THE unity of purpose that has sustained the banned African National Congress through three decades in exile is coming under new pressure as negotiation vies with armed struggle as the preferred strategy to end four decades of apartheid. While ANC politicians are becoming enmeshed in the intricacies of pre-negotiation with South Africa's white rulers, ANC military leaders expressed doubts about the bona fides of the government and stressed the need to escalate the 29-year-old armed struggle against Pretoria. A surge of expectancy followed an emotive reunion at Lusaka airport Monday of eight recently freed ANC leaders, relatives, and colleagues who had not seen each other for a quarter of a century. The group was led by Walter Sisulu, a key ANC figure.
The 1,500 or so exiles in this African capital have begun to talk openly about the prospect of returning to their fatherland in the near future.
But underlying the air of jubilation was a sobriety born of an understanding that pressure will have to be intensified before President Frederik de Klerk agrees to negotiate on the basis of a genuine democracy in South Africa.
``We are calling on the ANC, Umkhonto We Sizwe (the ANC's military wing), the Mass Democratic Movement, and the international community to intensify the struggle against apartheid, even if there appears to be a lessening of tension at home,'' Mr. Sisulu told about 600 ANC members at a reception here on Wednesday. ``If we do not follow this course, the South African regime will dominate.''
Sisulu's call, the boldest he has made since his release four months ago, echoed a statement by acting ANC leader Alfred Nzo at the 78th anniversary of the ANC earlier this month.
Exiled ANC leaders battled to contain the excitement of the crowds as the people cheered, danced, and chanted liberation songs.
``I bring you greetings from Nelson Mandela,'' said Sisulu, referring to the jailed ANC veteran who has been holding talks with senior South African officials about creating a climate for negotiations. Sisulu's message struck an introspective note at times and lacked the strident rhetoric to which the ANC rank and file has become accustomed.
``When there are mistakes made in an organization, it must be prepared to correct them,'' he said without elaborating. ``People must be prepared to be criticized and to take it. ...
``Criticism and self-criticism are the only way in which we can bring about success.''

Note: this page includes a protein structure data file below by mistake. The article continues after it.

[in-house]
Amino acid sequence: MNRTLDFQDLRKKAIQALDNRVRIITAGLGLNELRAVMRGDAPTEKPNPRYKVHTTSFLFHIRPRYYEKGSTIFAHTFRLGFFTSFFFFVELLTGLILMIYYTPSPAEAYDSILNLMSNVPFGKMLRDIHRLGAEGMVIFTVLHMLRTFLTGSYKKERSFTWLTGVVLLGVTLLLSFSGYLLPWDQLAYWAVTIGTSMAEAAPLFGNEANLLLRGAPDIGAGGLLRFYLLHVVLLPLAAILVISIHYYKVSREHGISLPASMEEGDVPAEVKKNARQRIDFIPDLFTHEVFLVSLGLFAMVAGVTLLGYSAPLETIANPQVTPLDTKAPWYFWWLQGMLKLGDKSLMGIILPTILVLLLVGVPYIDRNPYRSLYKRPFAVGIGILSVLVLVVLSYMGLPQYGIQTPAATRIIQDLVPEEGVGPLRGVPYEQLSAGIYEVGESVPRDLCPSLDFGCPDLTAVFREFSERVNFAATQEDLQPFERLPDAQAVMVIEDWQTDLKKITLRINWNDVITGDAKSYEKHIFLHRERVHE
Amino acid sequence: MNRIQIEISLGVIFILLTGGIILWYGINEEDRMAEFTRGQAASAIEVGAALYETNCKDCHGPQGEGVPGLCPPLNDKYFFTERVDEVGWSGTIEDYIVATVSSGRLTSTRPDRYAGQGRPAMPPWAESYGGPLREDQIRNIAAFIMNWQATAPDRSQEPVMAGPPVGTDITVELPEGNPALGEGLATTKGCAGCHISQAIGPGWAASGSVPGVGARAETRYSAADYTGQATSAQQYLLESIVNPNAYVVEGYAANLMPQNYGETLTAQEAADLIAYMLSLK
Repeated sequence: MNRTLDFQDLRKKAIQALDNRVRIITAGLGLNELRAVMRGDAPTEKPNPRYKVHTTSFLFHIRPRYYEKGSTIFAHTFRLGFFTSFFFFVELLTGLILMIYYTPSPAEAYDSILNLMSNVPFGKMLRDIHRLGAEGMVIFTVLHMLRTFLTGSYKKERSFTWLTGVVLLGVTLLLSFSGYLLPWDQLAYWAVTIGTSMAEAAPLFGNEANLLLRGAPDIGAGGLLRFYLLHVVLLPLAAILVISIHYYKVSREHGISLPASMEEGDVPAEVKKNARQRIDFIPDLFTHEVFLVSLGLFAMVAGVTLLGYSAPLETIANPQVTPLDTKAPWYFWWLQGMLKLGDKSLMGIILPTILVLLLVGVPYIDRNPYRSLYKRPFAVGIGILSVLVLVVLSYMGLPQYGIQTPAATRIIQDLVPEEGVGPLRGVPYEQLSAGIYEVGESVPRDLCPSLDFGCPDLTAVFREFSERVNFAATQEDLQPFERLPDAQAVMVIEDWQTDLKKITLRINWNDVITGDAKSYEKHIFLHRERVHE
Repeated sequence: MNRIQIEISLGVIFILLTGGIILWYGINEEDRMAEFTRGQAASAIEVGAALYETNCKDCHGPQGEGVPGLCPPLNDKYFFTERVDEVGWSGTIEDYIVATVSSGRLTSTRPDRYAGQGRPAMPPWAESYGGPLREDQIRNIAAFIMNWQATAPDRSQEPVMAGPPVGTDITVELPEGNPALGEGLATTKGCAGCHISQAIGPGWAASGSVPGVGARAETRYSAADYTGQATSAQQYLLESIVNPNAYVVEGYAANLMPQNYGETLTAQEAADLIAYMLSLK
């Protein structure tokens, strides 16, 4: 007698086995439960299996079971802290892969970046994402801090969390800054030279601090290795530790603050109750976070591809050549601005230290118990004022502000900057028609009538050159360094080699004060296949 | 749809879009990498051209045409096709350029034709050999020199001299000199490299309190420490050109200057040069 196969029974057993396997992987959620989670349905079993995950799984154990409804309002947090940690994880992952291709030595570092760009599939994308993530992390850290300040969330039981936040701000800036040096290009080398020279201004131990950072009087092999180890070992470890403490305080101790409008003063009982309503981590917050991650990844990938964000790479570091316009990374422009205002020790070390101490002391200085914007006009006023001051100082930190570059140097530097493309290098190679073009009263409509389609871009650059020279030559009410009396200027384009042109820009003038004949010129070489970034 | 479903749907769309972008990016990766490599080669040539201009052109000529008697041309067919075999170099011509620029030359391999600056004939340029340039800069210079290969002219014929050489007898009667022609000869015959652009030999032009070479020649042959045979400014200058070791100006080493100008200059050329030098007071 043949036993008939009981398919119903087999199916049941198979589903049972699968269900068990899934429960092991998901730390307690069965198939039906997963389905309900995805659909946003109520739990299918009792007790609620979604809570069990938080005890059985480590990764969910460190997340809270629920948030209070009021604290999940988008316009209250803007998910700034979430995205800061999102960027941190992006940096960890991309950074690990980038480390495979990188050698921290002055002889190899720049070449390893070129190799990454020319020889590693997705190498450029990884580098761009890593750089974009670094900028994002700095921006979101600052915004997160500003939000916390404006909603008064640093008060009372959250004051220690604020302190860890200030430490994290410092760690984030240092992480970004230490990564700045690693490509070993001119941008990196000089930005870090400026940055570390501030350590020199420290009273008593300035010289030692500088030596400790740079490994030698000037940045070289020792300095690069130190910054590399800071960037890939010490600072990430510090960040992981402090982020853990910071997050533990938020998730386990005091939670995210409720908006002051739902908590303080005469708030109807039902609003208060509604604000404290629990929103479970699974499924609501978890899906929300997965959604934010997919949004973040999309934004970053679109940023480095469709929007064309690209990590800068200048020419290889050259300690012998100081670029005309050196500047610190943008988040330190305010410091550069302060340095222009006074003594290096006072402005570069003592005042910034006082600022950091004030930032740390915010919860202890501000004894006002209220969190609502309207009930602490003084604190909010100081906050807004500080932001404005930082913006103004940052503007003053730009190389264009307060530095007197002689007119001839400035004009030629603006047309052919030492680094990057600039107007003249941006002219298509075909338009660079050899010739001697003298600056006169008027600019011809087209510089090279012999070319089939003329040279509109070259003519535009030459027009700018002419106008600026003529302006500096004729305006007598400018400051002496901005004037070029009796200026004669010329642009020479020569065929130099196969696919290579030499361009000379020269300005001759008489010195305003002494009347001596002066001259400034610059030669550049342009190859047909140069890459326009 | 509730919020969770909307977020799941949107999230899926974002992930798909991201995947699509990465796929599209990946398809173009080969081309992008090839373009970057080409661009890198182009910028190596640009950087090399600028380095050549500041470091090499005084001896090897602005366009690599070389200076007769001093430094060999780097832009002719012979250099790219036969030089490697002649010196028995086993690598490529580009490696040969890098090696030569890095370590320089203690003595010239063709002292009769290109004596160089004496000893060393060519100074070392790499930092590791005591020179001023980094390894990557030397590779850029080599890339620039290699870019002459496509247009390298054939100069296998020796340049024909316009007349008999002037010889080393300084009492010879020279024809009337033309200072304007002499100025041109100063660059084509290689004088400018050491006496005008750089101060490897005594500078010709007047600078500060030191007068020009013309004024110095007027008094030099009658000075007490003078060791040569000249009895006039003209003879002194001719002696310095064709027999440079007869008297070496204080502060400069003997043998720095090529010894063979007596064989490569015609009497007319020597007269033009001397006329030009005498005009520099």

ANC leaders readily concede that Mr. De Klerk's tentative version of glasnost (openness) presented them with a new challenge.
De Klerk has already met some of the conditions set by the ANC for entering negotiations.
ANC leaders expect that he will soon meet the remaining conditions by freeing Mr. Mandela, legalizing the ANC, and lifting a nationwide state of emergency that has been in place for nearly four years.
But few ANC leaders believe he is prepared to move beyond a vision of South Africa's future based on racial groups.
``I don't think we are close to a political solution,'' says Joe Modise, commander of the ANC's military wing. ``De Klerk wants negotiations on the basis of apartheid and that's a nonstarter.''
He says the ANC has scored an ``enormous advantage'' by succeeding in winning unanimous support at the United Nations General Assembly last month for its negotiating position as set out in the so-called Harare declaration of the 50-nation Organization of African Unity.
The ANC's 29-year-old armed struggle has targeted mainly economic and military installations, but has failed to make a major impact against the might of the South African military machine.
In recent months, talk of negotiations has unsettled the 6,000 ANC cadres who make up the exiled army.
``We are busy explaining to our cadre that negotiations do not cancel out armed struggle,'' Mr. Modise told the Monitor. ``The diplomatic struggle is part of the overall struggle.''
An article in Umkhonto (the journal of the military wing) stresses the need for building an underground army inside the country.
``Should we ever enter a negotiating process, our popular armed potential must not be limited to externally trained Umkhonto cadres,'' the journal says.
The ANC's tough position on keeping up military pressure was highlighted by an interchange between Sisulu and Jeffery Davidow, the United States ambassador to Zambia, at a ceremony here marking the birthday of US civil rights leader Martin Luther King Jr.
Mr. Davidow said in an opening speech that he saw the occasion as one to reflect on the merits of nonviolence.
``Dr. King's message is admittedly a difficult one for us to accept, confronted as we are by opponents who seem intransigent or impervious to reason,'' he said. ``But we all recognize that even in the most bitter of conflicts, there comes a time when fighting must end and peace can be found.''
Sisulu also paid a glowing tribute to King, but embraced him in the tradition of a Solomon Mahlangu, a martyr of the ANC's military struggle. ``In Martin Luther King, we saw a prophet of African liberation,'' said Sisulu.
Leaders of the ANC's political wing say that De Klerk's recent political initiatives have opened up opportunities for advancing the organization's struggle for racial equality.
``If De Klerk shows he is willing to move towards genuine democracy, we are ready to move with him,'' says Joe Slovo, ANC executive member and chairman of the allied South African Communist Party.
But Chris Hani, Umkhonto chief of staff told the Monitor, ``There is a need for a lot more military pressure. ... We cannot afford to enter negotiations from a position of weakness.''
ANC military leaders say that the currently diminishing level of armed activity inside the country is not a matter of policy. They say it reflects logistical problems exacerbated by the US-brokered accord on Namibian independence, which forced the ANC to shift its military camps from Angola to more remote countries like Uganda and Ethiopia.